by Michael Maharrey

The visiting team trails 21-14 as the final seconds tick off the clock. It’s fourth-and-goal at the 1-yard line. The quarterback takes his place under center as a deafening roar rises up from the partisan home crowd. The quarterback takes the snap, turns and smacks the ball into the running back’s gut. The back plunges forward, legs churning for the end zone. He looks left, darts right and leaps toward the goal line. A mighty collision as a 240 pound linebacker meets him mid-air. The impact throws the ball carrier backward and he tumbles to the ground, a half yard short of the end zone. After a moment of silence, the home fans erupt in jubilation as the horn sounds ending the game.

But wait. A sudden movement draws the crowd’s attention toward the referee. He runs along the goal line, both arms raised high, signaling a touchdown. The fans groan in displeasure. Home players stand stunned. The coach goes apoplectic on the sideline. The running back clearly crashed to the turf well short of a touchdown.

Several minutes pass as officials huddle closely together in consultation. Then the referee keys his mic and offers an explanation.

“Even though the runner was down short of the end zone, we feel he was close enough to warrant granting him the touchdown. We believe it is in the best interest of the fans, and of the league in general, for this game to continue into overtime. The rules reserve a certain interpretive latitude to officials. The running back’s effort certainly deserves a reward. The touchdown stands.”

A ridiculous scenario, you say? The referee can’t arbitrarily ignore the rules of the game, even if it is for the better, you argue?


Yet progressives assert equally ridiculous notions when it come to applying the rules specified by the Constitution governing the United States.

In a Sept. 21 Washington Post column, Richard Cohen asserts:

This fatuous infatuation with the Constitution, particularly the 10th Amendment, is clearly the work of witches, wiccans and wackos. It has nothing to do with America’s real problems and, if taken too seriously, would cause an economic and political calamity. The Constitution is a wonderful document, quite miraculous actually, but only because it has been wisely adapted to changing times. To adhere to the very word of its every clause hardly is respectful to the Founding Fathers. They were revolutionaries who embraced change. That’s how we got here.

The Constitution provides a framework, the rulebook if you will, for government. Each clause, each principle, was carefully crafted for a specific reason. The entire document was meant to constrain and control federal power. When we begin to ignore and rewrite various checks and balances written into the Constitution by the framers, we tear at the very fabric of the Republic. And we run the risk of unleashing power that will soon wash away the freedoms and liberties the founders so cherished.

Thomas Jefferson said, “The two enemies of the people are criminals and government, so let us tie the second down with the chains of the Constitution so the second will not become the legalized version of the first.”

A football game would degenerate into chaos without adherence to the rulebook. If referees could arbitrarily award touchdowns, the game would cease to have any real meaning. Can you imagine the ridicule that would befall an official calling the NFL rulebook a living breathing document?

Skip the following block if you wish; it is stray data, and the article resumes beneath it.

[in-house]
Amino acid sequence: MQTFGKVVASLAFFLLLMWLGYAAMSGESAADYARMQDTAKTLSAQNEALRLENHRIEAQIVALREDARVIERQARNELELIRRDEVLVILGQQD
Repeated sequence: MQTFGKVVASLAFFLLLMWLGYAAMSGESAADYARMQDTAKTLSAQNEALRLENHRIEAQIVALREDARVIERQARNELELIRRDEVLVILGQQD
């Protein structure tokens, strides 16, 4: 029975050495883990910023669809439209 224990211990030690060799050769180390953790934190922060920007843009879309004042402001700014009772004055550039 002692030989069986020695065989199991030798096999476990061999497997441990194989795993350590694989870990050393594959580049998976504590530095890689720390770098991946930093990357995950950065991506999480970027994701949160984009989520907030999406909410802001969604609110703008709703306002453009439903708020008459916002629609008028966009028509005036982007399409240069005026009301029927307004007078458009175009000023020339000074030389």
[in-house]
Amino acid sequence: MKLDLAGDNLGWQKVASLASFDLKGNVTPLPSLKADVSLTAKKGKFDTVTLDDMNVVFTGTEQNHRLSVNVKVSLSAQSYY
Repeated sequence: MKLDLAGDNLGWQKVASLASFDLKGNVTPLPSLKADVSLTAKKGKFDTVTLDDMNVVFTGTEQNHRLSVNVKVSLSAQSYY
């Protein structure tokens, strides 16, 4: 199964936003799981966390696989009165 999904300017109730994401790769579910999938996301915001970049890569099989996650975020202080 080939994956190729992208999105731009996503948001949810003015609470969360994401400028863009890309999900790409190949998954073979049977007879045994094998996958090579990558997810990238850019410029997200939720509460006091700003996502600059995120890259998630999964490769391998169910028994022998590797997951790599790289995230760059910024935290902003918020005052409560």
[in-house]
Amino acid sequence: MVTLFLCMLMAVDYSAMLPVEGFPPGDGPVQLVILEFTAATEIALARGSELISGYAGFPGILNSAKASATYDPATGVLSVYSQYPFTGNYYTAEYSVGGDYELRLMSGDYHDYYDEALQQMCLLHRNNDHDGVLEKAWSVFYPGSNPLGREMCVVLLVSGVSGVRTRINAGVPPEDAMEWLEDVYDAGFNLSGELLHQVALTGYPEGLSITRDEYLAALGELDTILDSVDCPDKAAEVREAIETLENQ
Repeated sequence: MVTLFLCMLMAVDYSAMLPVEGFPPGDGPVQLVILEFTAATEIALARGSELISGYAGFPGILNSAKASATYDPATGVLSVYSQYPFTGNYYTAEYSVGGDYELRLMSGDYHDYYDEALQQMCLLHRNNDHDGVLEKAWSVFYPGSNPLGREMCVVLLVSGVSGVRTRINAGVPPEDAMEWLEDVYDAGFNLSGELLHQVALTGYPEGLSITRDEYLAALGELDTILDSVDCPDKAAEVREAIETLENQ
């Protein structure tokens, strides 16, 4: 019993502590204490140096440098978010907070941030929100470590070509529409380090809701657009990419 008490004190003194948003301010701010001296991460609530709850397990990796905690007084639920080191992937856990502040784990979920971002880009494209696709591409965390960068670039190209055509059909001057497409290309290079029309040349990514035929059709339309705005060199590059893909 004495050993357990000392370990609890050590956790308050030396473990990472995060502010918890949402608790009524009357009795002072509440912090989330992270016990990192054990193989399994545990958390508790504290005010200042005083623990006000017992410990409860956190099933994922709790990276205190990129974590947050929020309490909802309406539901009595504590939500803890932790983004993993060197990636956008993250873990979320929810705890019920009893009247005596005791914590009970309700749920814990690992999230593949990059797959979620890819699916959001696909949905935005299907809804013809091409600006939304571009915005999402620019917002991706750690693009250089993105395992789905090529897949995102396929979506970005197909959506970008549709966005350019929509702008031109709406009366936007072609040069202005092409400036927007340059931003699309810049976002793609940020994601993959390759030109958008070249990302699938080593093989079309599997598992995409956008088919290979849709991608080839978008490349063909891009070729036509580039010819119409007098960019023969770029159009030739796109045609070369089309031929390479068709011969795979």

Ignoring the precepts of the Constitution creates the same type of chaos in government. The safeguards that our founders so carefully formulated to protect individual liberty erode away. Arbitrary power becomes the defining instrument of government.

Progressives say the Constitution must be reinterpreted and molded to fit the times. The same holds true for the rules of football, and the game has certainly change and evolved over the years. But referees don’t simply ignore the rules. Changes in the game flow out of changes to the rulebook. Committees meet. Discussions occur. Then votes are cast. Only after following a carefully prescribed procedure do substantive changes in the game take place.

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Likewise, procedures exist to change the Constitution – the amendment process.

But progressives like Cohen would rather not be bothered with such tedious procedures. They see things that need doing, so they just go ahead and do them, ignoring the rule book and make things up as they go along.

Progressives may desire the best for the country. But they are as arrogant as they are good intentioned. They believe that they hold the best solutions, therefore, they should not have to adhere to the rules. They view the Constitution not as a protection for the people, but as an obstacle to overcome on the way to bigger and better things. Progressives know best and shouldn’t be bothered with trivialities such as taking the Constitution “too seriously”.

The Constitution spells things out in plain language. With a little study, we can easily determine the intent of the framers. But progressives find new meanings, twisting words into unrecognizable precepts and simply ignoring others.

We would be wise to heed the words of Samuel Adams.

“How strangely will the Tools of a Tyrant pervert the plain Meaning of Words!”

Mike Maharrey

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